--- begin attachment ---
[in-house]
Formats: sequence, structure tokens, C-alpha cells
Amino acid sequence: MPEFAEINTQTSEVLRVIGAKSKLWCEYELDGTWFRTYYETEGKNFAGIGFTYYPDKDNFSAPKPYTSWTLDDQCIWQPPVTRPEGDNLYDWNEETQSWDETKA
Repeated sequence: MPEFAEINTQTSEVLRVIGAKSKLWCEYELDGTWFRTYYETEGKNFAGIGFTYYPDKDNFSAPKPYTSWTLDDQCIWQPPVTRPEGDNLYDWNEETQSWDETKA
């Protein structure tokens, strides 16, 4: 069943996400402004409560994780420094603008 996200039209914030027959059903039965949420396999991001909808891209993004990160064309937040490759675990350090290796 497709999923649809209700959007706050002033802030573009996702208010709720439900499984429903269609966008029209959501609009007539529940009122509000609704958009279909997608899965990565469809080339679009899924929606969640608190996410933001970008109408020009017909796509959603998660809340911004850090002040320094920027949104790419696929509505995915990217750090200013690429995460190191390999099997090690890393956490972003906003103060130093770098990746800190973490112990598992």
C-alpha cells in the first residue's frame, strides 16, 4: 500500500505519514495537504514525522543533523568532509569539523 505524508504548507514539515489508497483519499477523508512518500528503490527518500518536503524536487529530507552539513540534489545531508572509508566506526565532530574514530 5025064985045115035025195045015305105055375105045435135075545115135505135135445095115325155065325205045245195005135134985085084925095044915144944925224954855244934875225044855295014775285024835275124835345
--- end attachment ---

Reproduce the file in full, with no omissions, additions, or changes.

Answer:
[in-house]
Formats: sequence, structure tokens, C-alpha cells
Amino acid sequence: MPEFAEINTQTSEVLRVIGAKSKLWCEYELDGTWFRTYYETEGKNFAGIGFTYYPDKDNFSAPKPYTSWTLDDQCIWQPPVTRPEGDNLYDWNEETQSWDETKA
Repeated sequence: MPEFAEINTQTSEVLRVIGAKSKLWCEYELDGTWFRTYYETEGKNFAGIGFTYYPDKDNFSAPKPYTSWTLDDQCIWQPPVTRPEGDNLYDWNEETQSWDETKA
């Protein structure tokens, strides 16, 4: 069943996400402004409560994780420094603008 996200039209914030027959059903039965949420396999991001909808891209993004990160064309937040490759675990350090290796 497709999923649809209700959007706050002033802030573009996702208010709720439900499984429903269609966008029209959501609009007539529940009122509000609704958009279909997608899965990565469809080339679009899924929606969640608190996410933001970008109408020009017909796509959603998660809340911004850090002040320094920027949104790419696929509505995915990217750090200013690429995460190191390999099997090690890393956490972003906003103060130093770098990746800190973490112990598992």
C-alpha cells in the first residue's frame, strides 16, 4: 500500500505519514495537504514525522543533523568532509569539523 505524508504548507514539515489508497483519499477523508512518500528503490527518500518536503524536487529530507552539513540534489545531508572509508566506526565532530574514530 5025064985045115035025195045015305105055375105045435135075545115135505135135445095115325155065325205045245195005135134985085084925095044915144944925224954855244934875225044855295014775285024835275124835345